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Extracts from Nandini Chemical Journal, Jan 2007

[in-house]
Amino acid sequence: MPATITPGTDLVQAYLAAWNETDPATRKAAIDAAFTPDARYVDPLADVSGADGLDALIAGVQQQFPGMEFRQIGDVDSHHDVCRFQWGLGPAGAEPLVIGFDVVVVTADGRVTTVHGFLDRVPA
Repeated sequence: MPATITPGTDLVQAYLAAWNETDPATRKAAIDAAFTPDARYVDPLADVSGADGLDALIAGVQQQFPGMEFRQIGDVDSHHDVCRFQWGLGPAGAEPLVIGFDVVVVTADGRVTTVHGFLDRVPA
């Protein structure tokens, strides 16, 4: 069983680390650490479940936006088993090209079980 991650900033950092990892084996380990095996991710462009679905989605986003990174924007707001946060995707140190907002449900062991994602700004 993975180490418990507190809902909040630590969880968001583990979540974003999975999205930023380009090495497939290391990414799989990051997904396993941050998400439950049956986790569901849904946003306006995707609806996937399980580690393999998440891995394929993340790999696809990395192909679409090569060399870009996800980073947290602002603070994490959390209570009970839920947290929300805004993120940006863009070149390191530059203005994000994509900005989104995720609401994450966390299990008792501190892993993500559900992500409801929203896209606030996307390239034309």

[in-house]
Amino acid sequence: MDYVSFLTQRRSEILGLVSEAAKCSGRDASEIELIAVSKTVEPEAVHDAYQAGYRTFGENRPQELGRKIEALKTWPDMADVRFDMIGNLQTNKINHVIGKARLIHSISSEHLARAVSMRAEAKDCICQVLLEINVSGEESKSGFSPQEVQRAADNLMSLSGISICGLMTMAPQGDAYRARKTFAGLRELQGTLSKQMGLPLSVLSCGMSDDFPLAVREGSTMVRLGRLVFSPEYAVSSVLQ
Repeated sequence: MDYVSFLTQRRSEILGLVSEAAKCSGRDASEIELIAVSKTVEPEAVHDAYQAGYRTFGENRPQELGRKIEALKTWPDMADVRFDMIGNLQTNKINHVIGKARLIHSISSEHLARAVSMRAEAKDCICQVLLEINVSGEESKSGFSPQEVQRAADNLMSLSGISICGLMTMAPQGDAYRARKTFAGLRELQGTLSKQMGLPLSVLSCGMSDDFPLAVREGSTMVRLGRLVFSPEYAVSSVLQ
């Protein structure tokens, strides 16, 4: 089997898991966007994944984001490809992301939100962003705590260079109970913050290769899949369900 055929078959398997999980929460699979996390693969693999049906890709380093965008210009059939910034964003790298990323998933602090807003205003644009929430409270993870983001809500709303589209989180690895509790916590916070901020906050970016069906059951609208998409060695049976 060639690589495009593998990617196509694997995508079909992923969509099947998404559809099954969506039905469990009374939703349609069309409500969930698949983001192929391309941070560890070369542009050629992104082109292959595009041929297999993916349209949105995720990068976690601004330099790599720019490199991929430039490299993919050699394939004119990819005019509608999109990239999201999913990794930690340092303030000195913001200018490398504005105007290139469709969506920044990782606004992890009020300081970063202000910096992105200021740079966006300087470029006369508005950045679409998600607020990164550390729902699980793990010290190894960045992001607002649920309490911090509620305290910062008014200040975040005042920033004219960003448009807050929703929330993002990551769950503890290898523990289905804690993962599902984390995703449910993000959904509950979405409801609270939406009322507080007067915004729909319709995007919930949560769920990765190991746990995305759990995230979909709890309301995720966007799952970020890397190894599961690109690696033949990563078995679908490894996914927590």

LACTOSE|Carbomer|Aniline|Psyllium|Isabgol|Mushroom industry|Algae biofuel

Highlights of Some of the Articles